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Bolster physical defenses with IoT hardware security
Hardware vulnerabilities, security concerns
Connected devices have specific vulnerabilities that enterprise leaders must address as they build out their IoT ecosystems.
IoT hardware is often more physically accessible than traditional pieces of computer equipment. That means sensors and edge devices, such as gateways, can be displaced or damaged -- either accidentally or intentionally -- through physical actions.
"With IoT in general, these devices aren't going to be locked up. It's not like a data center device behind armed guards. To be useful, they'll be in substations and retail and farms. They'll be in places you have access to it," Nelson said.
IT admins can't forget the security implications that stem from the devices themselves.
These endpoint devices have limited computational and power resources by design, meaning they don't support advanced security features.
"Sensors don't have a lot of horsepower or complexity; they're a simple embedded chip on a board, and you're not going to get a whole lot of functionality on that hardware," Nelson said.
Moreover, some device manufacturers don't require users to change the factory default logins and passwords to start them up. Devices often have insecure interfaces with other parts of the IoT ecosystem. They generally can't -- or can't easily -- be updated to address vulnerabilities. Users, for example, can't easily swap out chips on dozens, if not hundreds or thousands, of deployed sensors if a vulnerability is discovered.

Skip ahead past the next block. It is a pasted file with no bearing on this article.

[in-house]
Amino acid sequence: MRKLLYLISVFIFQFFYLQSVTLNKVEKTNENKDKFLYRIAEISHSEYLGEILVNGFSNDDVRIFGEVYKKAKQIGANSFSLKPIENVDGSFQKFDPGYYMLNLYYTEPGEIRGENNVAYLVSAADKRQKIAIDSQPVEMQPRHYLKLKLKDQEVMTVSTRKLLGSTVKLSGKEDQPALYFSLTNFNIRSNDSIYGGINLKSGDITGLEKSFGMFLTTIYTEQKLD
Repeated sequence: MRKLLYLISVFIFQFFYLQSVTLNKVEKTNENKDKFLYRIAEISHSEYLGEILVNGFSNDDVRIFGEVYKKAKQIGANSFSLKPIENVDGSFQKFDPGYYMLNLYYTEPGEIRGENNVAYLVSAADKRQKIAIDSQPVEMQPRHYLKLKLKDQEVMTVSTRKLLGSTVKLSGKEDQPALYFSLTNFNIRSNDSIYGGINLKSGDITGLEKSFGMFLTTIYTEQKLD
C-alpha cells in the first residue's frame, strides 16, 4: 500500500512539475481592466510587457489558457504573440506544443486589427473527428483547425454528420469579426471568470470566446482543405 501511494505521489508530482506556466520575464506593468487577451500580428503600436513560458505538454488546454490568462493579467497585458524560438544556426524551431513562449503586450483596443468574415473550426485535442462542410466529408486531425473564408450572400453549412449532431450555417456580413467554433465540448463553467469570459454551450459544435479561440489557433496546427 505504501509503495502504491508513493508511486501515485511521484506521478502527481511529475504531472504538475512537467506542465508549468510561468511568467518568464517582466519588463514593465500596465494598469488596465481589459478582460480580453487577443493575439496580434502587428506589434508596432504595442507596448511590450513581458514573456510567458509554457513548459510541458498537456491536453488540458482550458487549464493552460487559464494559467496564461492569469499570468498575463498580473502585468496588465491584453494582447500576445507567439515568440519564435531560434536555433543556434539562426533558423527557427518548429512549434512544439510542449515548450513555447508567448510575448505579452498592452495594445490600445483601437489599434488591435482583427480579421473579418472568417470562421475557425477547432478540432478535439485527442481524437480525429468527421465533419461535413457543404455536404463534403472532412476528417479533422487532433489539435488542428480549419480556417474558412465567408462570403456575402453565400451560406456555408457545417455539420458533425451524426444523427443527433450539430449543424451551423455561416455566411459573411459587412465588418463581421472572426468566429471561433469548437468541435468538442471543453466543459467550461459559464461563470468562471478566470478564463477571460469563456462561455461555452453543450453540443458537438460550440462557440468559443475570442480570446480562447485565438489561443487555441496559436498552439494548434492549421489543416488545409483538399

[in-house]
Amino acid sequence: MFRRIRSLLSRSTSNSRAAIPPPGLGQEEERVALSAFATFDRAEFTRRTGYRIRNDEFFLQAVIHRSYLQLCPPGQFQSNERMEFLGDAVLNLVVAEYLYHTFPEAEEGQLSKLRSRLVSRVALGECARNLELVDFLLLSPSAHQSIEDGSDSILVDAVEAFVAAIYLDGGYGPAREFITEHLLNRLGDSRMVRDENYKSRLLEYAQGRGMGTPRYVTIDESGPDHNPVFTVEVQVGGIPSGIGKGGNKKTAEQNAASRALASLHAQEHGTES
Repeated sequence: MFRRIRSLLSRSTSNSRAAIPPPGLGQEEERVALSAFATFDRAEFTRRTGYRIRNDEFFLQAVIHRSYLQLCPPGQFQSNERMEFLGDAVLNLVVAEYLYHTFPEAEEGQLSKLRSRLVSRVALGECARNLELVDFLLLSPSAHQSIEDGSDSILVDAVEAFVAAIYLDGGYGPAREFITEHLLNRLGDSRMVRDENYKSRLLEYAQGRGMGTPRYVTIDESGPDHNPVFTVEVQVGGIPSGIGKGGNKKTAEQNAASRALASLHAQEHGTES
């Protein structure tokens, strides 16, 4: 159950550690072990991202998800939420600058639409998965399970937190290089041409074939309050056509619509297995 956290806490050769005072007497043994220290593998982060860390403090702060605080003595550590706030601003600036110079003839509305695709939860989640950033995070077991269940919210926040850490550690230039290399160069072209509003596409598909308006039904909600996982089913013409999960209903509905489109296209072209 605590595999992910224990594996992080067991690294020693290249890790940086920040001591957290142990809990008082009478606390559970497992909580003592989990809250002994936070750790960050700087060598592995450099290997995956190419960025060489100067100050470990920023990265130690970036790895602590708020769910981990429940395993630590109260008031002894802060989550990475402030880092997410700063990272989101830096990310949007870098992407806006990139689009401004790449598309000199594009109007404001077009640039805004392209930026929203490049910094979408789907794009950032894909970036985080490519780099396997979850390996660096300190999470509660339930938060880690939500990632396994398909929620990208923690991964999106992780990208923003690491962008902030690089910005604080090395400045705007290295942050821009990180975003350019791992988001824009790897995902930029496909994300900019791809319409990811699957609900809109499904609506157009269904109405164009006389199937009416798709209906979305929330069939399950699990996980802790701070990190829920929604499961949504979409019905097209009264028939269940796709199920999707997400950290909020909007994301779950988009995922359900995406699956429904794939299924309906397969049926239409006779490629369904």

"We absolutely see significant vulnerabilities on the devices themselves," said Christine Livingston, IoT managing director at consulting firm Protiviti. "As has been said many times before, an environment is only as secure as the weakest link, and IoT devices provide a very significant attack vector."
If exploited, hackers could take advantage of the vulnerabilities to tamper with the hardware's functionality and firmware, the class of software that instructs devices and tells them what to do with significant implications.
"These embedded IoT devices are [frequently] connected to crucial equipment. And, if [a hacker] can interact with a device in a way that can cause physical harm, that represents the most egregious of risks. Additionally, the firmware can be another threat factor; it could be a backdoor, expose information about updates or expose credentials stored on the device that the hacker can then use to pivot into the back-end infrastructure," said Caleb Davis, manager in Protiviti's IoT practice.
This content was originally published here.